A 30 year project, the company will mine the site that has e-waste deposits dating back to the 1960s. The end result will be a dual revenue stream in which half the waste mined will be recycled, while methane will be extracted from the landfill, powering a 60MW power plant, providing energy to 60,000 households.

Advanced Plasma Power has conducted similar smaller scale operations in the UK; a prime urban mining market. Given the UK’s long industrial history, limited space, and 1st world consumption patterns, the country is facing an impending landfill crisis. Specifically, the UK is expected to run-out of landfill space by 2018, a trend that has seen a doubling in landfill taxes between 2010-2015, as the government seeks to encourage alternative waste management solutions.

Currently Europe leads the way in urban mining operations, as the regulation climate is more conducive to such firms than in the U.S. Allen Herschkowitz of the National Resources Defense Council explains:

“From an economic perspective we need, government requirements, as they have in Europe, that obligate the consumer products companies to participate in funding the infrastructure to recover these materials for recycling or refurbishment.”

It remains ten times cheaper for the U.S to ship its e-waste to (often sub-standard) processing centres in Asia, than to process said waste domestically.

Growing public awareness, concerns about supply chain ethics and corporate America’s green credentials will place pressure on firms to process at home, creating well-paying green tech jobs in the U.S. This is not mere conjecture, states Herschkowitz, who points to the American automotive sector, which has a supply chain, and end-of-life product recycling rate of around 95%.

Benefits at both ends of the production cycle

By shipping e-waste overseas, states and consumers detach themselves from the negative externalities of their consumption habits. Despite restrictions on the trade of hazardous materials, e-waste is considered a commodity, and traded like any other. The majority of this e-waste is processed in Asia (notably India and China), and African states such as Ghana.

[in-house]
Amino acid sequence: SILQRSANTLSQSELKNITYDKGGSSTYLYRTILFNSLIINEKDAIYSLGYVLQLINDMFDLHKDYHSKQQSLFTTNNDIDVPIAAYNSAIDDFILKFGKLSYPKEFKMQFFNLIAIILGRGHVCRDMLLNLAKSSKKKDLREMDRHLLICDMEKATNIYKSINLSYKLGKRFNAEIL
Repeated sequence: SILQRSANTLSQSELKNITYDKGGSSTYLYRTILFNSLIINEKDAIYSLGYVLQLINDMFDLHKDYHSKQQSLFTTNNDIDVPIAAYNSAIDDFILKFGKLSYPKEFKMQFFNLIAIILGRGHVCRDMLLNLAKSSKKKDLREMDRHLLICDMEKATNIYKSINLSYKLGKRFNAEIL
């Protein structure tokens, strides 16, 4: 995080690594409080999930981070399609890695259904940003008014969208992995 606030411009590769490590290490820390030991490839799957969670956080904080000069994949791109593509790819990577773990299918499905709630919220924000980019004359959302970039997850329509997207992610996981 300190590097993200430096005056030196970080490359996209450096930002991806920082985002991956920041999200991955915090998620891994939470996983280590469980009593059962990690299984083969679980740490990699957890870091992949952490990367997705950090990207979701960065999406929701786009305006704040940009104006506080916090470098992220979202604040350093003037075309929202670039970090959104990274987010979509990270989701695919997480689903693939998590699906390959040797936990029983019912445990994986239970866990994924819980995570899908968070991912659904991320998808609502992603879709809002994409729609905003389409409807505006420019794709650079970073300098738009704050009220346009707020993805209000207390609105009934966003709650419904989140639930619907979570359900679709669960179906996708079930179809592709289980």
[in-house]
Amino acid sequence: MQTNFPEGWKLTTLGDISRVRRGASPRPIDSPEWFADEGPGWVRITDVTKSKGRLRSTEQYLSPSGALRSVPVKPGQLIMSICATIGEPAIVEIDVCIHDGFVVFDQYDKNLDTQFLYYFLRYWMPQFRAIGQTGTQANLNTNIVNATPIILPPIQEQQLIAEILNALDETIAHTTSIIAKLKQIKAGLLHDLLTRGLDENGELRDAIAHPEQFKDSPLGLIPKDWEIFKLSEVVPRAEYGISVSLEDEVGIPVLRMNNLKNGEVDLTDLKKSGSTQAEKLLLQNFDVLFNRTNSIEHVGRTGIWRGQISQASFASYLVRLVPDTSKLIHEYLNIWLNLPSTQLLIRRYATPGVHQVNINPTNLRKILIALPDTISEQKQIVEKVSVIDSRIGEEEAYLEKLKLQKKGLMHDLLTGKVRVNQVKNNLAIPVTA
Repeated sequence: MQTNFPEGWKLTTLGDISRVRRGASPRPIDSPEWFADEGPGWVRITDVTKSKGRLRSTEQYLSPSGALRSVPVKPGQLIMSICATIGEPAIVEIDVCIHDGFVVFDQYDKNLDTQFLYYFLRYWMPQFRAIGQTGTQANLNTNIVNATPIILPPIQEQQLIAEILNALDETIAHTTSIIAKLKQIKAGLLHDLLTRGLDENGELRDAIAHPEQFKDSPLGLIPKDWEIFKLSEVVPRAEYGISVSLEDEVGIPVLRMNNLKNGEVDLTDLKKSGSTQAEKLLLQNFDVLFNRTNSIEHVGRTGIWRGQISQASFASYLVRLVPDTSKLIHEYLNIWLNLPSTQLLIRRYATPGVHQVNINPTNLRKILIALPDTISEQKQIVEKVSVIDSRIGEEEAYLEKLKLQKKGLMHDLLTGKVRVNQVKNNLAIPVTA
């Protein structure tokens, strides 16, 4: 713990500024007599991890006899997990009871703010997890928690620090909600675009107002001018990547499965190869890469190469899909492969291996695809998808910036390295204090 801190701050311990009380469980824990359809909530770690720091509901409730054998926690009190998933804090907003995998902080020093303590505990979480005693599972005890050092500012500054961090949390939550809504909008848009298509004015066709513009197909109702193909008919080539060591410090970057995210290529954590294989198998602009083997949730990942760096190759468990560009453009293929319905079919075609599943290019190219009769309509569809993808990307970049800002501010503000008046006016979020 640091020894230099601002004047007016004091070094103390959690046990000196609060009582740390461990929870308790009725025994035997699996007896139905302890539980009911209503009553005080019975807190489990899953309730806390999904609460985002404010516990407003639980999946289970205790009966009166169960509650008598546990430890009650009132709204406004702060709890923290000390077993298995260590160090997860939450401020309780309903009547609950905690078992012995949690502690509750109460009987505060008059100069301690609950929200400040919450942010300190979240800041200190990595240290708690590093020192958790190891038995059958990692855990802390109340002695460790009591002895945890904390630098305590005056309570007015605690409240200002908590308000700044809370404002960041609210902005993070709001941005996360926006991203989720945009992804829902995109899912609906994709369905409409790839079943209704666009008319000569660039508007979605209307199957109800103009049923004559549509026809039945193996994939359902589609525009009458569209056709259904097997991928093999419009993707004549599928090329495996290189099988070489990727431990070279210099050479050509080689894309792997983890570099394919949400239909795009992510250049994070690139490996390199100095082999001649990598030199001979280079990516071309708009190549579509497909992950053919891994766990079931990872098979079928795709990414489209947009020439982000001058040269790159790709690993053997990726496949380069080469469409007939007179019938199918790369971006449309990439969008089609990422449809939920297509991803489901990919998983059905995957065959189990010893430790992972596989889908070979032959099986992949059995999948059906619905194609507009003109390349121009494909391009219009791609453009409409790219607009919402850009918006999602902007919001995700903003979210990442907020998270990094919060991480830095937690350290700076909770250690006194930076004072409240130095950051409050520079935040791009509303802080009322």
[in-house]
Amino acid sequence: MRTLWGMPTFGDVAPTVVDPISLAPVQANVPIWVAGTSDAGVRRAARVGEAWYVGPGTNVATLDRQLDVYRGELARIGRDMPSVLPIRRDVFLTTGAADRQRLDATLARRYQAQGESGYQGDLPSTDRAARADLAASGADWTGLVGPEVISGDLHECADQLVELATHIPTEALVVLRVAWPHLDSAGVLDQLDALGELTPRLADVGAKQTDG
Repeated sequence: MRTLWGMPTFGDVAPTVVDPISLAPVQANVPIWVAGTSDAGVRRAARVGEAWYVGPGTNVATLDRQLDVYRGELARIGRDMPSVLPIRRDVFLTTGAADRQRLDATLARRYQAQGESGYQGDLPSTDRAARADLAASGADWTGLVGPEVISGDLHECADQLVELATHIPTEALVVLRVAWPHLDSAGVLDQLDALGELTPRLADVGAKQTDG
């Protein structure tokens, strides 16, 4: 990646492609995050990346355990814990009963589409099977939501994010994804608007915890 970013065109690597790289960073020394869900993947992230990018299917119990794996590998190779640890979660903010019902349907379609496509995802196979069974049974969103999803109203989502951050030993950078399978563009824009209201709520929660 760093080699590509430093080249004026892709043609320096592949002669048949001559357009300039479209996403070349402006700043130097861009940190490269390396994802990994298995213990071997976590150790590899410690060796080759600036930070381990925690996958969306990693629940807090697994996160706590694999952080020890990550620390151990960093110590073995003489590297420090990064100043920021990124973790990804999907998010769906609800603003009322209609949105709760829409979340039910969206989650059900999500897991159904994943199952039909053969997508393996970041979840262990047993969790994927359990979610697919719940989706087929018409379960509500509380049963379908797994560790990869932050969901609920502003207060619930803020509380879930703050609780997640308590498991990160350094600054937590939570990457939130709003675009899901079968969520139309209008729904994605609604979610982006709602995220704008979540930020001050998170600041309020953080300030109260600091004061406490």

Guiyu, China is considered the world capital of e-waste reprocessing, a Chinese monogorod receiving more than 4,000 tons per hour, with processing centres employing 100,000, or 80% of the town’s population. Lax worker safety and environmental laws, as well as rudimentary recovery methods (often involving acid vats and burning e-waste heaps to recover metals) has had devastating consequences.

Guiyu holds the world record for the highest ever recorded levels of dioxin contamination; 90% of its residents have neurological damage, 80% have respiratory diseases, 70% of children have elevated lead blood levels, and the miscarriage rate is six times the national average.

Safer, more decentralized, and local urban mining operations will help prevent the creation of more cities like Guiyu.

On the other end of the production chain, urban mining alleviates some of the need for ever increasing mining operations to fuel global consumption. Urban mining can help ease both the economic, but also human impact of mining operations, from displacement (1.5 million people have been displaced by mining in the last 50 years in India alone), to conflict prevention.

Conflict minerals, notably coltan in the Democratic Republic of the Congo, fund various militia groups, and keep authoritarian regimes in power, as international mining companies increase operations in dubious locales to meet global demand.

Urban mining offers a host of benefits, as well as a new perspective that has the potential to become a major green tech sector in the future.

About Author

Jeremy Luedi

Jeremy Luedi is the editor of Asia by Africa, a publication highlighting under reported stories in Asia and Africa, as well as special features on how the two regions interact. His writing has been featured in Business Insider, Huffington Post, Yahoo Finance, The Japan Times, FACTA Magazine, and Seeking Alpha, among others.